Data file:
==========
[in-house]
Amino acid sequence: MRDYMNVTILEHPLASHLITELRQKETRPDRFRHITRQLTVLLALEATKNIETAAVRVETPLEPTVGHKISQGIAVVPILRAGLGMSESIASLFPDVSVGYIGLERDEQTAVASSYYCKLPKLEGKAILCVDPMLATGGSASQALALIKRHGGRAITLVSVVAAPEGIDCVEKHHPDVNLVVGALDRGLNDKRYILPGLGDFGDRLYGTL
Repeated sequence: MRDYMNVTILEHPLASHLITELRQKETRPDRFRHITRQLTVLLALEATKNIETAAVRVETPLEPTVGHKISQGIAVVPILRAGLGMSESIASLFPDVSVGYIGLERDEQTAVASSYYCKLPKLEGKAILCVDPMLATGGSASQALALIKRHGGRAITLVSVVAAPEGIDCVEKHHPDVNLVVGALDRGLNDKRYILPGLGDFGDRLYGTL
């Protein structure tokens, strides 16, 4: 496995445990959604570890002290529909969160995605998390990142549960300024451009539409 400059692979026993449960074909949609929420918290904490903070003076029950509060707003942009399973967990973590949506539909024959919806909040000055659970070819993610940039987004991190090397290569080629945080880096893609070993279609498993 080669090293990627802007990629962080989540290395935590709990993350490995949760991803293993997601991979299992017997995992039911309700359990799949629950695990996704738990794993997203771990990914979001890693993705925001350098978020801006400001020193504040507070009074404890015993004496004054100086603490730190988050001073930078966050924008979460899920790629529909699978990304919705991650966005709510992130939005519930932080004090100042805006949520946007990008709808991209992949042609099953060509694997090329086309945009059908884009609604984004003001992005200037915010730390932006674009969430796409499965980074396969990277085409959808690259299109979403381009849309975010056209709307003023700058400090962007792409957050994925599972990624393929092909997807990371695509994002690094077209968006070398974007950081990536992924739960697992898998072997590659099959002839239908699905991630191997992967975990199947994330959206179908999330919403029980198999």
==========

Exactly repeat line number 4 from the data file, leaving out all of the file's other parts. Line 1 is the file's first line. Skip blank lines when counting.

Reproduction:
């Protein structure tokens, strides 16, 4: 496995445990959604570890002290529909969160995605998390990142549960300024451009539409 400059692979026993449960074909949609929420918290904490903070003076029950509060707003942009399973967990973590949506539909024959919806909040000055659970070819993610940039987004991190090397290569080629945080880096893609070993279609498993 080669090293990627802007990629962080989540290395935590709990993350490995949760991803293993997601991979299992017997995992039911309700359990799949629950695990996704738990794993997203771990990914979001890693993705925001350098978020801006400001020193504040507070009074404890015993004496004054100086603490730190988050001073930078966050924008979460899920790629529909699978990304919705991650966005709510992130939005519930932080004090100042805006949520946007990008709808991209992949042609099953060509694997090329086309945009059908884009609604984004003001992005200037915010730390932006674009969430796409499965980074396969990277085409959808690259299109979403381009849309975010056209709307003023700058400090962007792409957050994925599972990624393929092909997807990371695509994002690094077209968006070398974007950081990536992924739960697992898998072997590659099959002839239908699905991630191997992967975990199947994330959206179908999330919403029980198999």